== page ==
Movie Review: GODZILLA Is Kind Of A Dream Come True

It's not JURASSIC PARK, but it's way up there.

There are about thirty Godzilla films. Not all of them are great. In fact, it could be argued that very few of them should be considered "good movies" to anyone not already smitten with the giant monster subgenre. And even among this ilk, debates rage over which Godzilla films succeed and which are best ignored.

Good or bad, this is a character with enough movies behind him for the development of real tradition. He's also one of those characters everyone knows, yet few mainstream viewers actually know well. This means the idea of an American Godzilla has two choices: It can present the monster with the same level of detail possessed by those in the audience (Godzilla is a big lizard we have to stop), streamline the conflict into the most basic man vs. monster situation possible, knock over some buildings, and hope that's enough to warrant the use of Godzilla's well-known name. Or it can be a for real goddamn Godzilla movie.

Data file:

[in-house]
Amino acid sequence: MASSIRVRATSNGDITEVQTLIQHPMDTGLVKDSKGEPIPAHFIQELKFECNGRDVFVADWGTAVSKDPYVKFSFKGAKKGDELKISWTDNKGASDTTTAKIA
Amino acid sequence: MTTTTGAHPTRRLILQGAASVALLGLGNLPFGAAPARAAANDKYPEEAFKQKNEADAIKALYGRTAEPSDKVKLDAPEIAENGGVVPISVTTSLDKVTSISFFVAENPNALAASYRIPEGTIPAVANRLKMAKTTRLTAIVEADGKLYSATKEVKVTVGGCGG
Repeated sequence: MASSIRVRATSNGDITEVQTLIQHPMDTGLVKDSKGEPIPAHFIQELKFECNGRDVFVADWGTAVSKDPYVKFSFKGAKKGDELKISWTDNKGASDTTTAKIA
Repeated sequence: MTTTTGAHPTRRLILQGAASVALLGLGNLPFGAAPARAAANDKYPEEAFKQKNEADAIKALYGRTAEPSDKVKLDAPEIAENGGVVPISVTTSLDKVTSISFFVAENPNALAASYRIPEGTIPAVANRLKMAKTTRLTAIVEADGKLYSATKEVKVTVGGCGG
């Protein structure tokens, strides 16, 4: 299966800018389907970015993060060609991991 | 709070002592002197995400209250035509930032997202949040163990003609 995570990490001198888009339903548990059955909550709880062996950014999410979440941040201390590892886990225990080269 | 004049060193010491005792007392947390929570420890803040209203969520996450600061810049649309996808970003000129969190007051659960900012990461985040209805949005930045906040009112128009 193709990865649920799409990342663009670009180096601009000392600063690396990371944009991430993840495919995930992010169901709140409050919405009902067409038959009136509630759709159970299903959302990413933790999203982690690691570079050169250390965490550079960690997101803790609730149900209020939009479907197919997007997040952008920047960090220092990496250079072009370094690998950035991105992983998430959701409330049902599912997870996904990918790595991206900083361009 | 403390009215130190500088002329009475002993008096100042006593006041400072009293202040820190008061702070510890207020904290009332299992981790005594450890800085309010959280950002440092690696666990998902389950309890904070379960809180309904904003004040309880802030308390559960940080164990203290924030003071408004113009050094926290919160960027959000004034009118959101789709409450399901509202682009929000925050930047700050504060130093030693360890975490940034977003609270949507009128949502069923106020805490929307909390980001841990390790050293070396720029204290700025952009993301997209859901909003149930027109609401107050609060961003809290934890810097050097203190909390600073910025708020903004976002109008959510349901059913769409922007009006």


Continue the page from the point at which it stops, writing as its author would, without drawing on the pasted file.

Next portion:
The former was the choice made for the 1998 Godzilla, a characterless film pretty much no one enjoys. The best thing I can say about Gareth Edwards' new Godzilla is that it knows this monster well and gleefully participates in the established Godzilla tradition. For all its technical singularity compared to the rest of the series, it manages to feel like the opening film of a new Godzilla era rather than a completely separate entity. It was not made with arrogance. There are shots in this movie (usually involving people in the foreground being dwarfed by these monsters as they rise or pass behind them) that almost feel brave, like their very conception dares audience members to point at the screen and yell "That looks fake!" But those people are idiots because it is sooooooo the fun kind of fake.